A few weeks back I got the keys to the most ridiculous vehicle I’ve ever driven. It was a 2019 Alfa Romeo Stelvio Quadrifoglio. The exterior color was Rosso Competizione Tri-Coat and the interior was black leather with stitching that mimicked the colors of the Italian flag. Under the hood was a Ferrari-developed twin-turbo V6. It had massive paddle shifters and a bunch of different drive modes, the names of which I can’t fully remember because they were all in Italian. After a week, my thoughts could be summed up rather succinctly: This is a car for maniacs.
This is due to a few different things. Mostly good. Some bad. But mostly good.
The Stelvio Quadrifoglio is powered by a 2.9-liter twin-turbo V6 that was developed with help from Ferrari. Output is an eye-watering 505 horsepower and 443 lb-ft of torque. 0-to-60 mph comes in an absurd 3.6 seconds. The quarter mile takes 11.8 seconds, while top speed rings in at 176 mph.
That engine is mated to an 8-speed automatic transmission that you can manipulate via massive column-mounted paddle shifters made of cold, hard metal that make a gentle "clink" noise any time you pull one. I emphasize column-mounted here because the vast majority of vehicles sold today with paddle shifters have them mounted to the back of the steering wheel. With column-mounted shifters, you never lose track of which side the up and down shifters are on, making it easier to change gears mid-turn. Yet another indication of this vehicle’s high-performance tilt.
One thing I’ve noticed about Alfas is the driving position. As opposed to other vehicles where you casually sit back in the seat and reach out to hold the steering wheel, in the Stelvio (and in the Giulia, with which the Stelvio shares its architecture) you almost sit on top of the wheel, which is thinner in girth and smaller in diameter than you’re probably used to, in what was obviously a conscious move on Alfa’s part to channel some vintage Italian sports car energy. It works, and it’s a big part of what makes the vehicle feel special.
To start the Stelvio Quadrifoglio, you push a big red "START" button located on the steering wheel. Once everything roars to life and you get out on the road, it becomes clear that the Stelvio is a special vehicle, especially when it’s in Race mode.
The suspension is stiff, the power is plentiful and the handling is arguably the best out of any SUV, ever. It’s that good. And when you really get up on it, the aural experience is magnificent. The engine burbles under even mild acceleration, while the exhaust note rattles violently on upshifts before letting out a machine gun reverb. Driving the Quadrifoglio hard through a tunnel or a downtown setting with tall buildings on either side of you feels like nothing short of assault on the auditory systems of everyone around you. I doubt I’ll ever get the same feeling from another vehicle.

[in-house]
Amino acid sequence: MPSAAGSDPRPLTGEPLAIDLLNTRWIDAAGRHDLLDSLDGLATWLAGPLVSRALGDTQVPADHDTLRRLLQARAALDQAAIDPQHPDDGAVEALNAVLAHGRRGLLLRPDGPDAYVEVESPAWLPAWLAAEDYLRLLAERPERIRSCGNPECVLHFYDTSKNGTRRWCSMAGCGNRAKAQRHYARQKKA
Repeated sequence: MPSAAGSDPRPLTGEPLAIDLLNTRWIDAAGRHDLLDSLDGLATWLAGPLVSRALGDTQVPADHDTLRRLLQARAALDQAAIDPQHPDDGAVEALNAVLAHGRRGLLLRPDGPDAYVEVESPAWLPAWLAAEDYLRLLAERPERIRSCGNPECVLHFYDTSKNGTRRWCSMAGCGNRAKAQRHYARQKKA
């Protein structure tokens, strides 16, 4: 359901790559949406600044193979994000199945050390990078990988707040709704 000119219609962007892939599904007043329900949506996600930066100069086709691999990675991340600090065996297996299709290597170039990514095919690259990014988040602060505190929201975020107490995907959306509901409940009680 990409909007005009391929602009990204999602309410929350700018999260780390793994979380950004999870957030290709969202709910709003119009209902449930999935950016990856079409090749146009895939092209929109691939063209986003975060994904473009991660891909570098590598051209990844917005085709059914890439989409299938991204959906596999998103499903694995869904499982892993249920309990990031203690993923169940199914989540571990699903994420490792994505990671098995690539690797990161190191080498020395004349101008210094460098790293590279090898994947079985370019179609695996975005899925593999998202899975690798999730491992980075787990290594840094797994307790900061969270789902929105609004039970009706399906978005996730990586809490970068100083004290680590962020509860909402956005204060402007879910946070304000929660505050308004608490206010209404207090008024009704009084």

(Even if you don’t watch the video linked above in its entirety, at least click through to the 16:13, 16:39 and 21:29 marks to hear this thing in action.)
Certainly, the Stelvio Quadrifoglio is not without its drawbacks, and they can be significant. The interior isn’t great. For an everyday car, it’s fine, but when you consider that at $90,000, the Stelvio Quadrifoglio competes with vehicles like the BMW X3 M, the Mercedes AMG GLC 63 and the Porsche Macan Turbo, you can’t help but notice that the interior just isn’t up to par. There’s hard brittle plastic where there absolutely shouldn’t be, there are way too many different finishes and materials used throughout the cabin and the knob for controlling the infotainment system feels like a Gatorade cap.
Next, this wouldn’t be an Alfa review if we didn’t address reliability. Since the brand relaunched in the United States just a few years ago, its products have earned a reputation for spending as much time in the service bay as they do owners’ garages (for what it’s worth, I experienced no issues over the course of my week with the keys, although there were a few random lights lit up on the dashboard the first time I started it up, but they went away after a minute). While we have to think that Alfa has been working diligently to rectify these issues, it’s this reputation that will likely cost the brand for years to come. And that’s if the brand even makes it. Alfa left the United States in the early 1990s only to return a few years ago, and as a result of this long sabbatical, the company enjoys virtually zero brand recognition among American consumers, and sales have been slow. Combine that with weak reliability, and you’re looking at steep depreciation, making the ownership proposition a bit tough to stomach.
But it’s the invigorating, edge-of-your-seat driving experience that makes the Stelvio Quadrifoglio what it is — one of the most visceral vehicles on sale anywhere today. It’s got an amazing powertrain, incredibly dialed-in driving dynamics, it looks good, it sounds good and even just a quick run to the grocery store can leave your heart pounding and your palms sweaty. Issues aside, it’s vehicles like this that push the bar forward and keep the automotive space interesting, and for that reason, I’m glad the Alfa Romeo Stelvio Quadrifoglio exists. Even if you do have to be a bit of a maniac to own one. Find an Alfa Romeo Stelvio for sale
Chris O’Neill grew up in the Rust Belt and now lives in Salt Lake City, Utah. He worked in the auto industry for a while, helping Germans design cars for Americans. Follow him on Instagram: @MountainWestCarSpotter